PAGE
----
So here I am back in Galicia. On Thursday evening I waited around in the airport at Oporto until the late evening (22.45, special summer service) Autna bus arrived. A very smart, double decker bus. This caused some comment from some passengers, all about the fact that the bus had stairs. Have they never seen films about London? Everyone seems to have accepted that London has fog, courtesy of various films, no doubt, so why not also double decker buses with staircases.
I watched the driver hurling luggage into the hold, following a system of those who were getting off last had their luggage thrown in first, but yes, literally hurling those bags in. So when he said that anyone who had a small case and wanted to take in on the bus with them could do so, I took him at his word. It made alighting in Vigo that much quicker anyway.
Apart from this rather cavalier treatment of the luggage, the journey was fast and uneventful. A rapid taxi ride back to our flat and there I was, back again. Why are taxis so much cheaper here than in the UK? Is it the price of petrol? Whatever the reason, I know that a similar taxi ride back in the UK would cost me about three times as much.
So yesterday I caught up with myself. I didn’t get up and run as I usually do. Having arrived home at around 2 in the morning, I felt that getting up and running at 8 was a bit excessive.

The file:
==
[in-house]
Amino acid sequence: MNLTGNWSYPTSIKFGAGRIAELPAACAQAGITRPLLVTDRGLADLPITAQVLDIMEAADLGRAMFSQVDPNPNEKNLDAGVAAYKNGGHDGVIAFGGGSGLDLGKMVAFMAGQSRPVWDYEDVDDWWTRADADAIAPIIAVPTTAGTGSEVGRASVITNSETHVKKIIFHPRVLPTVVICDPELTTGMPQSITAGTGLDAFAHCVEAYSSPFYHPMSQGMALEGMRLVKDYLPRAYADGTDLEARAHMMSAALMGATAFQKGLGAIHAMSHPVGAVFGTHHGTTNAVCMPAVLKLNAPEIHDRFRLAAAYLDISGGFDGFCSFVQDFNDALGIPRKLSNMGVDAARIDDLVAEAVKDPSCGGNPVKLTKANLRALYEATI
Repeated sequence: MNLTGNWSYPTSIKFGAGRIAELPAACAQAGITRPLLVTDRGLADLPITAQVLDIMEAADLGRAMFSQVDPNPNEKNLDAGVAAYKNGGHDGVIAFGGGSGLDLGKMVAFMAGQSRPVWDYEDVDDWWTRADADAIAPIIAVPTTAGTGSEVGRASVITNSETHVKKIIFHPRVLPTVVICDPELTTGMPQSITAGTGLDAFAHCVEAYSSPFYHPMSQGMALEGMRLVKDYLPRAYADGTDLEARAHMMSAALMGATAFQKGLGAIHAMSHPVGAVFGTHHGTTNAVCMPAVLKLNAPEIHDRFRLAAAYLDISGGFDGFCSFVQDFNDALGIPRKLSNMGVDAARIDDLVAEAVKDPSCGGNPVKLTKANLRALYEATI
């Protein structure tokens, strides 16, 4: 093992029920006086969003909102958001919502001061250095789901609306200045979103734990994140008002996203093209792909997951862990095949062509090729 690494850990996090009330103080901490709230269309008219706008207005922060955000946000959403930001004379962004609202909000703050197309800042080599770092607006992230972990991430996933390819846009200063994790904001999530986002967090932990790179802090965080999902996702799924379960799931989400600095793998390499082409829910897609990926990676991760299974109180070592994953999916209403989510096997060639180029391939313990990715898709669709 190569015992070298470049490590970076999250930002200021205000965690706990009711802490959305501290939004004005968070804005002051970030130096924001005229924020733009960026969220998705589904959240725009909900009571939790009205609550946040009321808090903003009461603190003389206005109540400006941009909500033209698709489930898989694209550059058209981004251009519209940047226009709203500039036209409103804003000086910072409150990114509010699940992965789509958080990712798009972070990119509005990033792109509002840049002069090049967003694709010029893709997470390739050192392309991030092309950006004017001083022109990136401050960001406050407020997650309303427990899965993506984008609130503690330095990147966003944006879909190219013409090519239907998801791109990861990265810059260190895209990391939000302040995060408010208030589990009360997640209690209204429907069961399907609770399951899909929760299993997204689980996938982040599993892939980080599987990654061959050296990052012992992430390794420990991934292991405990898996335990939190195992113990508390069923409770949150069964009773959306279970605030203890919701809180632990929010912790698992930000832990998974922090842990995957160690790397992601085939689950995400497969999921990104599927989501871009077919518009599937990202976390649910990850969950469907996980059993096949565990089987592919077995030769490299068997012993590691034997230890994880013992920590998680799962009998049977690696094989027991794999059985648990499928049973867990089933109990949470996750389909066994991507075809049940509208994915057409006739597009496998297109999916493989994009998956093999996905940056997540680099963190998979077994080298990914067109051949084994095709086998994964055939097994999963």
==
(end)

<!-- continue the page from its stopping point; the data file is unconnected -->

But a visit to the bread shop was, of course, one of the first jobs of the day. You have to get breakfast sorted after all. The panadera, whom I regard as a kind of oracle, assures me that the weather will continue to be excellent throughout September. Which is good news.
Later I strolled down to the library. Still on summer opening times: closes at 2.30 pm. Still as chaotically organised as ever. Still very hot! I always imagine libraries as cool havens of quiet in the bustle of a city. This one is quiet enough – notices requesting “¡SILENCIO, POR FAVOR!” abound – but it is always far too hot. This is strange in an old stone building. Maybe they have the heating on all year round.
It was pleasant enough strolling around in the sunshine at that point but after lunch it was too hot to do more than sit in the shade and eventually to fall into the pool. The pool police are still in operation. It’s a good job I had not lost my “Acceso a la piscina” card”. One of these days I will leave it in the pocket of my shorts when they go in the washing machine and that will be the end of my swimming. I wonder who appointed the “Supervisor”, who has a special orange vest with his position written on the front. Presumably it was the “comunidad” committee.
He must be rather warm in his t-shirt with his official vest on top.
As people arrive, he checks their card and ticks them off on his list. Then he goes back to whatever he is doing on his mobile phone.
Maybe, like my grandson, he is an avid player of Minecraft. You never know!!